As March began last year, Randall and Lyne Doetzer’s biggest problem was how many cooks they could fit in their kitchen. The couple’s year-old Richmond restaurant, Adarra, had evolved into one of the more interesting dining spots in the country — a deeply personal, wine-soaked eating hall that refracted the essence of Spanish Basque cuisine through the land-and-sea bounty of Virginia.
Food writers fell for the soaring skate wing from the Bay, minted lamb tartare that smacked of the Virginia grass the animal grazed on, and cocktails so complex they stirred the person who drank them.
“It was a tsunami,” says Lyne, front-of-house manager and keeper of a wine list so esoteric it’s kept only in the Doetzers’ heads. “We were booked for months in advance.”
Then, almost overnight, it was gone, swept away by a pandemic that closed dining rooms all over the country. But in the middle of a year that called for patience, improvisation and a fair amount of government assistance, Adarra was listed among the best new restaurants in America.
Here is the story of Adarra’s calamitous, unlikely, very good, very bad year.
The coronavirus started as a rumor, a dark cloud on the horizon. Its gravity did not hit the Doetzers right away. Randall, Adarra’s chef, says everyone thought it would be a two-week hit. And even at that, it was no small thing. “Two weeks seemed ridiculous,” he says. “We were going to lose so much money.”
That estimate obviously turned out to be optimistic. And the hardest part was the paralyzing fear of the unknown. “We elected to close earlier than what was mandated, to keep our staff safe,” Lyne says. “Then we sat around and drank a lot for a couple of weeks. And then Randy and I looked at each other, and we said: ‘We need to do something.’ ”
They had to make some changes, but they didn’t want to compromise their delicate Spanish plates by letting them deteriorate in sweaty takeout boxes. So they took advantage of newly relaxed ABC rules and formed a wine club, packing their van with “mystery boxes” of natural wine and driving it to customers’ homes.
“We figured it’d be a couple weeks. We’d make sure people have wine,” Randall says. “It was basically cost plus gas money for us. If people wanted to tip, we could pass that on to the staff.”
Lyne says people started looking forward to their deliveries, if for no other reason than having some temporary human contact. “It was just a moment, with somebody maybe on the other side of the door, giddy and jumping up and down, saying ‘Thank you so much,’ ” she says.
The Doetzers had kept most employees on the payroll, thanks to life support from federal Paycheck Protection loans. But by May it was clear they couldn’t outlast COVID without reopening. At the same time, their historically Black neighborhood of Jackson Ward was rocked by protests following the murder of George Floyd in Minneapolis. Out of respect, they delayed their reopening to mid-June.
Turnout was low, sometimes only a few customers a day. Still, it was an attempt at normalcy, and that mattered. In the process, the Doetzers changed their mind about what their restaurant actually was; less about money, more about the human experience. “It’s about why you need restaurants in the first place,” Randall says. “It’s a place to gather. People were thrilled to get out of their house and experience something that didn’t feel insane.”
Adarra crawled, then limped, then learned to walk. Unable to predict customers, they swapped out fragile seafood like fresh skate for high-quality preserves from Spain. They learned to navigate daily shortages and breaks in the supply chain, switching farmers weekly.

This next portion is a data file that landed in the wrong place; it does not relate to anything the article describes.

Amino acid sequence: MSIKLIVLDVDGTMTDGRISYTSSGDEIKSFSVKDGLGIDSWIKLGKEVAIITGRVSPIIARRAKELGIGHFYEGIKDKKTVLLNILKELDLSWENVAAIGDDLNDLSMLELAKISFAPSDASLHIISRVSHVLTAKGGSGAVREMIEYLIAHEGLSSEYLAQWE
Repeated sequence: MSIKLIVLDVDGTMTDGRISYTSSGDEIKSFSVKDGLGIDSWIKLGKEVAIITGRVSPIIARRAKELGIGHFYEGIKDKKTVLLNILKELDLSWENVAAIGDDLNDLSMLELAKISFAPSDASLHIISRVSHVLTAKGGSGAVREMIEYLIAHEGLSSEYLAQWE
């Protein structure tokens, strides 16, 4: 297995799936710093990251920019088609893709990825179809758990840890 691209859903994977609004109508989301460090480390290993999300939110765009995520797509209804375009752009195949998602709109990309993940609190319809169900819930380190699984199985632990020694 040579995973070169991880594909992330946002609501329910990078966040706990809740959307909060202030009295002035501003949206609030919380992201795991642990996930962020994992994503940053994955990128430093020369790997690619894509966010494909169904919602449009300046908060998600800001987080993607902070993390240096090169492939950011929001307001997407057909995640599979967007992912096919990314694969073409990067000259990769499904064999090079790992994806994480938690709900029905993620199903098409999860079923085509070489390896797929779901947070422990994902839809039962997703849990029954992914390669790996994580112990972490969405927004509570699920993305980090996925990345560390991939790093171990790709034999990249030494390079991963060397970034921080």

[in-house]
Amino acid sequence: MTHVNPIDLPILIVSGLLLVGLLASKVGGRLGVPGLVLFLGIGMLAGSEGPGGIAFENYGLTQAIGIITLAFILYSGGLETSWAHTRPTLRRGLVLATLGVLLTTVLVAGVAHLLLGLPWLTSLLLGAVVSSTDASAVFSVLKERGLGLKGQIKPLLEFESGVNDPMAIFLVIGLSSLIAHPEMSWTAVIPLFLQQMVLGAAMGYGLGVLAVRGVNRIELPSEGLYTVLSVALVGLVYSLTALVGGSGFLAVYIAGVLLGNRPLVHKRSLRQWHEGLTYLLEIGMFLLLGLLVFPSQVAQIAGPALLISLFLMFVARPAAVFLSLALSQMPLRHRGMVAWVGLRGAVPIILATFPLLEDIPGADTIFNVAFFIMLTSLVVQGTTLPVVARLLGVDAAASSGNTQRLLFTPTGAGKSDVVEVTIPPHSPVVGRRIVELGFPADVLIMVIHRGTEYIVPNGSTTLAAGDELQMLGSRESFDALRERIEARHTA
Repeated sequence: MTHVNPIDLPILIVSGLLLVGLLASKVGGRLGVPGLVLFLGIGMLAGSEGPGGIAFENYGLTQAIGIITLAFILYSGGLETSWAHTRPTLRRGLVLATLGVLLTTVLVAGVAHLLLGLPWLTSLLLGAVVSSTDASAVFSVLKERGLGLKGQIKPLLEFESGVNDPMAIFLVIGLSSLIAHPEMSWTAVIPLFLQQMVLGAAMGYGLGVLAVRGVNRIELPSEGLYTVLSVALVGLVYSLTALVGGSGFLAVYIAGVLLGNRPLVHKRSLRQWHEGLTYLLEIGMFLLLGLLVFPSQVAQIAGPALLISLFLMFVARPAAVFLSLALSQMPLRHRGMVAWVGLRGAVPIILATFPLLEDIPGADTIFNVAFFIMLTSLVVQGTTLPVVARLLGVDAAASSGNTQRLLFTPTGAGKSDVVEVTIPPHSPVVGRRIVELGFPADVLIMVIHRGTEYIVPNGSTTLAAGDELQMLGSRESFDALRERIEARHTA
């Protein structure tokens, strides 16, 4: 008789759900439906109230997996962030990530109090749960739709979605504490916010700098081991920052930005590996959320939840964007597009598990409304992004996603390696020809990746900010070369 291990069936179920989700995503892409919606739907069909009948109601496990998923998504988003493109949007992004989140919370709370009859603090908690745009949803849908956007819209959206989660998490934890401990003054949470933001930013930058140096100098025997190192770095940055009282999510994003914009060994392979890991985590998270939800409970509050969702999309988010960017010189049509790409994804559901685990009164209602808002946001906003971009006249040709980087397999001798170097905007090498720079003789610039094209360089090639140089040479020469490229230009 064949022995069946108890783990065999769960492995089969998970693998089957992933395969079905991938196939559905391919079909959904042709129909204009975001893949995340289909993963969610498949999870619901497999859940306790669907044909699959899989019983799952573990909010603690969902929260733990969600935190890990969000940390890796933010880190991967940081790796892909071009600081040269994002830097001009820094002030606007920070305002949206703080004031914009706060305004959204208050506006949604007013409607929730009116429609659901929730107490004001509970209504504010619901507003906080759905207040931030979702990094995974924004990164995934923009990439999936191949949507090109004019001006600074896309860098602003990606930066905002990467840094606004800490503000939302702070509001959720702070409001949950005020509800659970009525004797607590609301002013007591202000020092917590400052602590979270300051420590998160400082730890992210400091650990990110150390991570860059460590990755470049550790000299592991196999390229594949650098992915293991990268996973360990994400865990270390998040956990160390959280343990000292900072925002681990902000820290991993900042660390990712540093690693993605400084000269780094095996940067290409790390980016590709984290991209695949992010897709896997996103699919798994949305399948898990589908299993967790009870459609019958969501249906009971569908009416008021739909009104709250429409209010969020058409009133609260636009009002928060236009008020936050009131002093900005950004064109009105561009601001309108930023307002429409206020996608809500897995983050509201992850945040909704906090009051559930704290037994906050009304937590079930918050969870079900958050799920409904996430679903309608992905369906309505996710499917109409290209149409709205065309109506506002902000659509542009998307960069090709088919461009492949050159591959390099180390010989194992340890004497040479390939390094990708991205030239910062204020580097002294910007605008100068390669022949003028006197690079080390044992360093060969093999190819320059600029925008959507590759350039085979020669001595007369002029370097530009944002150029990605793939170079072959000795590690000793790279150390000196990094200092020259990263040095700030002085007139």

With an eye on the weather forecast, Lyne hand-cobbled reservations from scores of emails, depending on the patio seats they could offer. Would there be rain? They might have to close. And as the weather got colder, the math got worse.
Then came Esquire. On Nov. 17, food editor Jeff Gordinier named Adarra among the top 23 new restaurants in the country, declaring their wine-fueled Basque-Virginia confluence “an alternate universe.” Forbes followed early this year with a glowing write-up.
In a normal world, this would have filled Adarra’s reservation book for months. But there were no tourists. COVID cases climbed. When diners wanted to come on cold or rainy days, there was almost nowhere to put them. The Doetzers were hesitant to open more seats inside.
Still, the Esquire nod was meaningful. It confirmed they were on to something. “I guess we're still doing the right thing with our lives,” Lyne says. And besides, customers came anyway. They brought coats.
Only two things really helped their restaurant get back on its feet. “The sun is out and people have vaccines,” Randall says. “And suddenly we’re booked out a month in advance again.”
But they aren’t where they used to be, the Doetzers say. The year has changed the restaurant industry. And it has changed Adarra. Even as they feel lucky to have survived, they’re trying to rebuild their restaurant from what they learned living on nothing. They’re keeping their restaurant at baseline, raising pay for employees each time profits increase.
“We've been operating on nothing for a year, basically,” Randall says. “As we get more people, and there's more cash flow coming in, why not pay you guys more?”
Adarra kept its crew intact. But the Doetzers also felt the need to respond to a long-overdue reckoning across the restaurant industry, as servers and cooks came to recognize the worth of what they do – and what they give up to do it.
“If we have one good thing to come out of all of this, hopefully it’s that other people understand that now,” Randall says. “You kind of figure out what your time is worth, what your effort is worth and what your product is worth. And you only learn that through having everything taken away.”